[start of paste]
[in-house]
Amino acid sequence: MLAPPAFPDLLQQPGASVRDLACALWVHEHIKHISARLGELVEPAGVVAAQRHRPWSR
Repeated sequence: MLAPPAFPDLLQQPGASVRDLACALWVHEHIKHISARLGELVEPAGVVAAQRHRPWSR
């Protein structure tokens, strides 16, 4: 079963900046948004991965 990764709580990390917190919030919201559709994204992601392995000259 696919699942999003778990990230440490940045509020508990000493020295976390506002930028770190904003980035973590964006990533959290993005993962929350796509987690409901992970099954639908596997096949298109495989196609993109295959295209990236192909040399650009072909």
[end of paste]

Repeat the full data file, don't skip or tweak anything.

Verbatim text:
[in-house]
Amino acid sequence: MLAPPAFPDLLQQPGASVRDLACALWVHEHIKHISARLGELVEPAGVVAAQRHRPWSR
Repeated sequence: MLAPPAFPDLLQQPGASVRDLACALWVHEHIKHISARLGELVEPAGVVAAQRHRPWSR
């Protein structure tokens, strides 16, 4: 079963900046948004991965 990764709580990390917190919030919201559709994204992601392995000259 696919699942999003778990990230440490940045509020508990000493020295976390506002930028770190904003980035973590964006990533959290993005993962929350796509987690409901992970099954639908596997096949298109495989196609993109295959295209990236192909040399650009072909």